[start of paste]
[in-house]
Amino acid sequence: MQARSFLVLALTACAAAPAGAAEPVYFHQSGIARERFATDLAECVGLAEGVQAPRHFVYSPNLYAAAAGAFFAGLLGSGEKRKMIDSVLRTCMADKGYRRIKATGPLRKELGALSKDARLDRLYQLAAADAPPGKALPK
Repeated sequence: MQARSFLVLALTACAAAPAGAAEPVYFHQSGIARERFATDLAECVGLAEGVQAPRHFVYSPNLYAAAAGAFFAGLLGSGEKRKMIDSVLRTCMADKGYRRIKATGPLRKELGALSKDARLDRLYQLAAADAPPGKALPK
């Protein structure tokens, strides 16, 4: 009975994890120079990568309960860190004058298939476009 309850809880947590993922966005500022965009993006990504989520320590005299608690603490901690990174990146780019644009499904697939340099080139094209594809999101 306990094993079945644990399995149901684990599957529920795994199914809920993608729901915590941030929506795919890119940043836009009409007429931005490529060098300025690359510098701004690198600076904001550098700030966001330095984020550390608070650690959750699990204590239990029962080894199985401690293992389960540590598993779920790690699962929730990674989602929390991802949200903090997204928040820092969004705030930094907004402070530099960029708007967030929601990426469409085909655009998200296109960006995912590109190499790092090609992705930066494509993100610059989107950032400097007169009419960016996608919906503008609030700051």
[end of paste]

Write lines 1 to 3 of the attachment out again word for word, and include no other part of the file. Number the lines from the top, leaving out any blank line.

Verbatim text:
[in-house]
Amino acid sequence: MQARSFLVLALTACAAAPAGAAEPVYFHQSGIARERFATDLAECVGLAEGVQAPRHFVYSPNLYAAAAGAFFAGLLGSGEKRKMIDSVLRTCMADKGYRRIKATGPLRKELGALSKDARLDRLYQLAAADAPPGKALPK
Repeated sequence: MQARSFLVLALTACAAAPAGAAEPVYFHQSGIARERFATDLAECVGLAEGVQAPRHFVYSPNLYAAAAGAFFAGLLGSGEKRKMIDSVLRTCMADKGYRRIKATGPLRKELGALSKDARLDRLYQLAAADAPPGKALPK